- Apple is opening up iOS app distribution in the EU to comply with new antitrust rules, allowing third-party app stores and payment systems on the iPhone for the first time.
- Users can download alternate app stores, developers can use third-party payments without fees, and Apple will reduce its commissions, but still retain some control over apps.
- These changes may satisfy some of Apple’s critics, but it remains to be seen if reduced fees and more choice will appease them. The EU experiment will demonstrate if consumers care about alternative app stores.
Apple has announced significant changes coming to iOS app distribution in Europe to comply with the Digital Markets Act (DMA). The company will allow third-party app stores and payment systems on the iPhone for the first time.
How Alternative App Stores Will Work
Users in the EU will be able to download third-party app stores directly from their websites. These stores will still need Apple’s approval before being installed. Once installed, users can download any apps they want, even those violating App Store rules. Users can set a third-party store as the default.
Developers Get Payment Options
Developers can now use Apple’s payment system or integrate third-party payments without fees. Those using Apple’s system pay a 3% processing fee. This gives developers options to avoid Apple’s commissions.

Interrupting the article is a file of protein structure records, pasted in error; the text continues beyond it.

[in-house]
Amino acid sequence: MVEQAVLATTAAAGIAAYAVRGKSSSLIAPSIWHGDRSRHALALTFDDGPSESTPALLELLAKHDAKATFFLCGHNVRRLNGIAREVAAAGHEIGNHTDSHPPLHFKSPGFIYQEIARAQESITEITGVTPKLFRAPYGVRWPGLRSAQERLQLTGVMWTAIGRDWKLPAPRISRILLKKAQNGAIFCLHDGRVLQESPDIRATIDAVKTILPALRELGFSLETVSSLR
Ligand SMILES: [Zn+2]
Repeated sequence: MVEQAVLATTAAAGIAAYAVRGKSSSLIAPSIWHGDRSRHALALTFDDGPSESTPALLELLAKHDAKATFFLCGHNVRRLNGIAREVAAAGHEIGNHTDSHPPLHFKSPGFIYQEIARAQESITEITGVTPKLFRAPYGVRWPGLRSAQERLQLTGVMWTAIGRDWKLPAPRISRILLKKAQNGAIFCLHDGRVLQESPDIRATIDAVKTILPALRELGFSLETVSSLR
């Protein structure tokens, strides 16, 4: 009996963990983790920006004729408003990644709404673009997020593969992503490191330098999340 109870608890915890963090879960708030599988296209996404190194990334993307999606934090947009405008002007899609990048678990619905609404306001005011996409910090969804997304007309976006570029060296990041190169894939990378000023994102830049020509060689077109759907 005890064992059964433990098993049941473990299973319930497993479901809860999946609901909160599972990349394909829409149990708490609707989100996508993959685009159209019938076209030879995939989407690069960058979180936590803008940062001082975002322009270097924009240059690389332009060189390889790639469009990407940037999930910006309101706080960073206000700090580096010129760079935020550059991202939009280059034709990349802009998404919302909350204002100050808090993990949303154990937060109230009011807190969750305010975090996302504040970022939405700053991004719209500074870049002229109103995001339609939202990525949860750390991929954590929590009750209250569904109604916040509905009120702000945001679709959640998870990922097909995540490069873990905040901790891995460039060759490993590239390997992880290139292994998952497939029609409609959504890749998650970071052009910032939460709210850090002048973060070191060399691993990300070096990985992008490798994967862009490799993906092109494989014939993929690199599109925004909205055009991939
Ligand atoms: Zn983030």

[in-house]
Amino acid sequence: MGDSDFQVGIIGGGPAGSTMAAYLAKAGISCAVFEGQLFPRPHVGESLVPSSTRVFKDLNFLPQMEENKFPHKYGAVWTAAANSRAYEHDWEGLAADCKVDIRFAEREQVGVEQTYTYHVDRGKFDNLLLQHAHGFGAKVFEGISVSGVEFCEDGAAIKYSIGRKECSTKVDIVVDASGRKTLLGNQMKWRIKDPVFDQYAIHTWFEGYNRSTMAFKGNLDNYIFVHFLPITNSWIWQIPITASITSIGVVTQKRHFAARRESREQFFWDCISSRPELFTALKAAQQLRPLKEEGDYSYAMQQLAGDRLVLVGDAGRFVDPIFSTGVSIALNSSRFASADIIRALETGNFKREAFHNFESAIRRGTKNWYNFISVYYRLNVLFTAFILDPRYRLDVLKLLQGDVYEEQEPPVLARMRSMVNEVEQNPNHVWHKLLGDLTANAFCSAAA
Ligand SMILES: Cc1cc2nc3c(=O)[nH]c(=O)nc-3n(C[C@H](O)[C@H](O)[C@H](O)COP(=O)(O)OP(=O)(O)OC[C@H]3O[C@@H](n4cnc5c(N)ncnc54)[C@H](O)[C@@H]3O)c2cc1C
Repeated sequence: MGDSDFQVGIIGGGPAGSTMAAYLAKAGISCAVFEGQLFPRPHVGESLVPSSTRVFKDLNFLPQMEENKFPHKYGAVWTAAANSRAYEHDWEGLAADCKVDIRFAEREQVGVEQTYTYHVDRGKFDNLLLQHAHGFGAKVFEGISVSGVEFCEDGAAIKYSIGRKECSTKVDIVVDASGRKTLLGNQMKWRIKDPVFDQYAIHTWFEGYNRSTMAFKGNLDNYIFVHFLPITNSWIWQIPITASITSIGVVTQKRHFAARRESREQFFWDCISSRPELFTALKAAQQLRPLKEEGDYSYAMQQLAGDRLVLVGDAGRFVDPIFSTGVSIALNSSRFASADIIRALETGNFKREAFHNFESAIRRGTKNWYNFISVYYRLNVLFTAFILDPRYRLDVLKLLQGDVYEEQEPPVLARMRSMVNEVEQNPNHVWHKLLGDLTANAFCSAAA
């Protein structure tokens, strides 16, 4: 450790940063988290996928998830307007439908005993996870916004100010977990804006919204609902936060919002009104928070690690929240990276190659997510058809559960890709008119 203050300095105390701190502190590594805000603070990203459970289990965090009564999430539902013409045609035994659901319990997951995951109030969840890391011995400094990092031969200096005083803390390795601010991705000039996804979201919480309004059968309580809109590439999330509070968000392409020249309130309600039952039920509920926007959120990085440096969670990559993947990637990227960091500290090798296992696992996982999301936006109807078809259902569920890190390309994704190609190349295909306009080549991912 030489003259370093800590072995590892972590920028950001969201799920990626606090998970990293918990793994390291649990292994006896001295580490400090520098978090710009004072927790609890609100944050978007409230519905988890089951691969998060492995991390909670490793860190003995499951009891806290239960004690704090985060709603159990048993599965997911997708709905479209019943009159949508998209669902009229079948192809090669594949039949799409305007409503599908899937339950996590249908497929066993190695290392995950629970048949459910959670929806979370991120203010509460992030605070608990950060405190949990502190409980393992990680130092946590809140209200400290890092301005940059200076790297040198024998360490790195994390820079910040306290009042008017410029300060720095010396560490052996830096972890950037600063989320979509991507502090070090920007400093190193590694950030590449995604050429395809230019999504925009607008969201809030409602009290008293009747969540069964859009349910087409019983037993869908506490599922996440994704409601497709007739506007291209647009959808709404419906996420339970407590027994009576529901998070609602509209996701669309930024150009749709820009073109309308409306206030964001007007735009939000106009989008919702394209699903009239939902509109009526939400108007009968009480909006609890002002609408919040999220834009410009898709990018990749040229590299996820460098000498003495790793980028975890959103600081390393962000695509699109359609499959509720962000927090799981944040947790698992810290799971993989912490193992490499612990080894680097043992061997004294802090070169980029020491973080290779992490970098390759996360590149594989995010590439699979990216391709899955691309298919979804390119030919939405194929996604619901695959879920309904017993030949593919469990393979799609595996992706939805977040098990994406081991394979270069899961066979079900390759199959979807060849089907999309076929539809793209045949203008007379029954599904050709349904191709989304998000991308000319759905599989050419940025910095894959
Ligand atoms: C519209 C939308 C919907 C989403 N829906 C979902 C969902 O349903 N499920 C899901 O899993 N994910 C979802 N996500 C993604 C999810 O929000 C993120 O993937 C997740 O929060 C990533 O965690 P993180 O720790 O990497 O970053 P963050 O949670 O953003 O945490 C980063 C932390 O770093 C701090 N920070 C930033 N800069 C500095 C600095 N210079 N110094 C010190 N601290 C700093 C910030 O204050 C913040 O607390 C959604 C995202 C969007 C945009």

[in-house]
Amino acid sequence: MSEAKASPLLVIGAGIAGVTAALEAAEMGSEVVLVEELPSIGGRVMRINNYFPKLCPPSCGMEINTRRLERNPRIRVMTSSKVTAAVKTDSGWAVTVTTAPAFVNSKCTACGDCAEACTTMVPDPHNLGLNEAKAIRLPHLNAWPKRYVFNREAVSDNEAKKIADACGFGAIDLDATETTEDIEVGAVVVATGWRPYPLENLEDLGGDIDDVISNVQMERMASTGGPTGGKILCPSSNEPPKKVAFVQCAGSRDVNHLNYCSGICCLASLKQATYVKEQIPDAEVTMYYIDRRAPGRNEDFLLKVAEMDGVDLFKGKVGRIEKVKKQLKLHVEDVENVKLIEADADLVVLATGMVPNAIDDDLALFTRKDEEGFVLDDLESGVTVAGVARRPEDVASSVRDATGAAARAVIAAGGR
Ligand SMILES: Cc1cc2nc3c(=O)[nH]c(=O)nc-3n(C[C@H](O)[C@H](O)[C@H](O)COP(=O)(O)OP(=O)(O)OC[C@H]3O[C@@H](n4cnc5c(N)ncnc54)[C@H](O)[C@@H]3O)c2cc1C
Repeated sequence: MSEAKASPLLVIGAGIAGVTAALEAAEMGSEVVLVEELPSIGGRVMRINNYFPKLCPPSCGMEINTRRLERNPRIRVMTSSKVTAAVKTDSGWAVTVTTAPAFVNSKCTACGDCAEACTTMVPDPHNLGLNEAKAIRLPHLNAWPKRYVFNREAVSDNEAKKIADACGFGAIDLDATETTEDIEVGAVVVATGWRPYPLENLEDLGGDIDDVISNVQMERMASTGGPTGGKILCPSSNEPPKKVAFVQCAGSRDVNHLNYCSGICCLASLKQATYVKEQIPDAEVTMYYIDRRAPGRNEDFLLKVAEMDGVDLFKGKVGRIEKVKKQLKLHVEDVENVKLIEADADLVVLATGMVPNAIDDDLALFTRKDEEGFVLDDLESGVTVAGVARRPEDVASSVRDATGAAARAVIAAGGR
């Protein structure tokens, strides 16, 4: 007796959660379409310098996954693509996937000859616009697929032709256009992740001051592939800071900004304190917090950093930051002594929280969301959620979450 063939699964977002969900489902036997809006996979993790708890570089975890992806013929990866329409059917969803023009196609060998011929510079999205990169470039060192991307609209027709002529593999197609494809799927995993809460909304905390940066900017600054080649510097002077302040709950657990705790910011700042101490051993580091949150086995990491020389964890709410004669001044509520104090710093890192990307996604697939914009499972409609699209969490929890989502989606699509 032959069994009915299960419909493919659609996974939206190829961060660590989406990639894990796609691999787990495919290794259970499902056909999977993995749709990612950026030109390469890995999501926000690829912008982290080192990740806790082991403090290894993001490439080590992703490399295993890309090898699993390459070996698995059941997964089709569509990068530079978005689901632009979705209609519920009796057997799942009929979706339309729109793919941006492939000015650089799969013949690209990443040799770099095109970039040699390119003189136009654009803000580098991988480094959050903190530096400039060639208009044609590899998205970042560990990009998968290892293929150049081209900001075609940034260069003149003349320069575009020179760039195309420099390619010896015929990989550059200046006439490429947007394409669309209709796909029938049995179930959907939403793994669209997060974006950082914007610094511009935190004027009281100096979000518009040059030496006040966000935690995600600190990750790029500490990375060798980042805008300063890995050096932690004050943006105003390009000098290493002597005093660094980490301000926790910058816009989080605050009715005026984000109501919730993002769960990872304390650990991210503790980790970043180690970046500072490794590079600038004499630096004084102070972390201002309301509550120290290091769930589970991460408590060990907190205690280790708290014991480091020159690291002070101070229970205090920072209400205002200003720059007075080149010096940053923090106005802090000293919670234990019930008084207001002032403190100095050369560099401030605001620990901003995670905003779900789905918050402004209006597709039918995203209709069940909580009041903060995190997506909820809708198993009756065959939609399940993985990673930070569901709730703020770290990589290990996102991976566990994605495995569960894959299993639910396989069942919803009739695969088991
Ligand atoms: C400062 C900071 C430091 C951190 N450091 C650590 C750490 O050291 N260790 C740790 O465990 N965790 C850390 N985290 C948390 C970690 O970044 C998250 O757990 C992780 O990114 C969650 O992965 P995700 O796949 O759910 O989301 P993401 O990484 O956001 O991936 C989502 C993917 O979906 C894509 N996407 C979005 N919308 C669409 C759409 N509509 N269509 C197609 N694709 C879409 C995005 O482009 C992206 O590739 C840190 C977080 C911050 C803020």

Apple Retains Some Control
While opening up iOS, Apple still wants oversight. All apps will be “notarized” by Apple before distribution. Developers can only distribute one app version across stores. Apps still need to meet basic requirements like malware scanning.
New Fee Structures
In the App Store, apps using third-party payments now pay a 17% commission, reduced from 30%. The rate drops to 10% for small developers. A new annual fee of €0.50 per EU user kicks in after a million downloads.
Other iOS Changes
The DMA is also opening up iOS in other ways. Alternate browser engines will be allowed, presenting new browser choices. Game streaming services are now approved in the EU. And Apple is opening NFC payments to third parties.
Impact on Apple’s Critics
These moves may satisfy some of Apple’s critics like Spotify and Epic Games which have protested the “Apple tax.” But it’s unclear if reduced fees will appease them. This experiment in the EU will show whether consumers care about alternative stores when given more choice.
After keeping iOS locked down for years, Apple is making big changes to app distribution and payments in the EU. This will be the biggest shift in the iPhone ecosystem since the App Store launched. How consumers and developers respond will be closely watched around the world.